Self-repairing rubber made from industrial waste
A new rubber can be repaired and returned to original strength at room temperature in minutes, say researchers from Flinders University, Australia. The rubber, made from industrial waste products including sulphur, canola cooking oil and dicyclopentadience (DCPD) from petroleum refining, is also said to be suitable for recycling.
Researchers claim that the material can be developed with low-energy consumption for flexible, repairable and sustainable products such as vehicle tyres, and can also be used as a latent adhesive. Flinders University has collaborated with the University of Liverpool, UK, and the University of Western Australia to create the material.
Dr Tom Hasell, from the University of Liverpool, says, ‘The rubber bonds to itself when the amine catalyst is applied to the surface. The adhesion is stronger than many commercial glues. The polymer is also resistant to water and corrosion.’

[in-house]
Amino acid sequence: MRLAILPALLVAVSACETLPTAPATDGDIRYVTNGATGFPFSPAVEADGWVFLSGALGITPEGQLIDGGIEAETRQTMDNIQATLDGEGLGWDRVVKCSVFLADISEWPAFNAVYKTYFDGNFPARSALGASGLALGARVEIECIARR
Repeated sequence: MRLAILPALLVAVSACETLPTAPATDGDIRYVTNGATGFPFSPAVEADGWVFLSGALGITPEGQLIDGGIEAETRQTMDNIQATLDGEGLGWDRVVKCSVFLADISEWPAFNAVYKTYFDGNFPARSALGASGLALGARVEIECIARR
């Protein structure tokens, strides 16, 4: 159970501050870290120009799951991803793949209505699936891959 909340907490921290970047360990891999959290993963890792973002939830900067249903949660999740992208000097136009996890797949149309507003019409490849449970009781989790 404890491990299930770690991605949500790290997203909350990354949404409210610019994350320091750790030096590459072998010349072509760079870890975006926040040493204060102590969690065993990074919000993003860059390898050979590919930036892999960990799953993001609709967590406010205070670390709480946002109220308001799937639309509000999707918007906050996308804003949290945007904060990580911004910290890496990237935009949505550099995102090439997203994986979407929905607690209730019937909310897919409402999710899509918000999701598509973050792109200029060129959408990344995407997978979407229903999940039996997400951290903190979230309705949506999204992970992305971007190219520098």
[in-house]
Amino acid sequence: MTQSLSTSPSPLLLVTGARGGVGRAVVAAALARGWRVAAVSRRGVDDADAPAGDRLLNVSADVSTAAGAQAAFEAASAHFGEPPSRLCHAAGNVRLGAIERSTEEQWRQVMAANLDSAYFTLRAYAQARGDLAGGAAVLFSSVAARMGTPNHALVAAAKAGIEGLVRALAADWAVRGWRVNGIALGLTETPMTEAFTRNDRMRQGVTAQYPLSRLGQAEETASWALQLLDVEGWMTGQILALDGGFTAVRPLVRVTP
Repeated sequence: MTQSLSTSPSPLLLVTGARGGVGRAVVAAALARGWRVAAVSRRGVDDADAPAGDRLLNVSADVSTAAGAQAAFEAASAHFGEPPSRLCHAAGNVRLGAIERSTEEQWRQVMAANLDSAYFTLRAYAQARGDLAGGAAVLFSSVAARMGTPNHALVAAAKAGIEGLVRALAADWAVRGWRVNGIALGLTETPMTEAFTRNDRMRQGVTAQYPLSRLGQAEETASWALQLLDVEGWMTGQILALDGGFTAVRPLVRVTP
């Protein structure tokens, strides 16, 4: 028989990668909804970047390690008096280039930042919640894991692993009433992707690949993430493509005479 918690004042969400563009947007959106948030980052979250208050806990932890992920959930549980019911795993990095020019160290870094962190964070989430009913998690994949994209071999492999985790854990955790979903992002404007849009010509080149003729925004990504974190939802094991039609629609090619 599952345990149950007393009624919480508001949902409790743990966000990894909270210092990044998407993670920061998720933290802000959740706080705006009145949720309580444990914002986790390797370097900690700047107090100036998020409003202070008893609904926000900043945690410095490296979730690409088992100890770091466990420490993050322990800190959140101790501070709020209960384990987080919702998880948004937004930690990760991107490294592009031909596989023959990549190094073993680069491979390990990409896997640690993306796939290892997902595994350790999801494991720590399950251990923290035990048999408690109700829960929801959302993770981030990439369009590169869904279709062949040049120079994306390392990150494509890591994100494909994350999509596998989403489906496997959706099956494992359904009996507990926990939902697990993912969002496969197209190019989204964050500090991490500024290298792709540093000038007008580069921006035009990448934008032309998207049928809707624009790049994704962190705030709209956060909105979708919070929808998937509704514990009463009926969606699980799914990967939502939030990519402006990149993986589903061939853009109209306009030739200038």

‘It is exciting to see how the underlying chemistry of these materials has such wide potential in recycling, next-generation adhesives and additive manufacturing,’ says Justin Chalker, Associate Professor at Flinders University.
In addition to its practical applications, the research provides fundamental studies on the mechanisms of the rubber repair.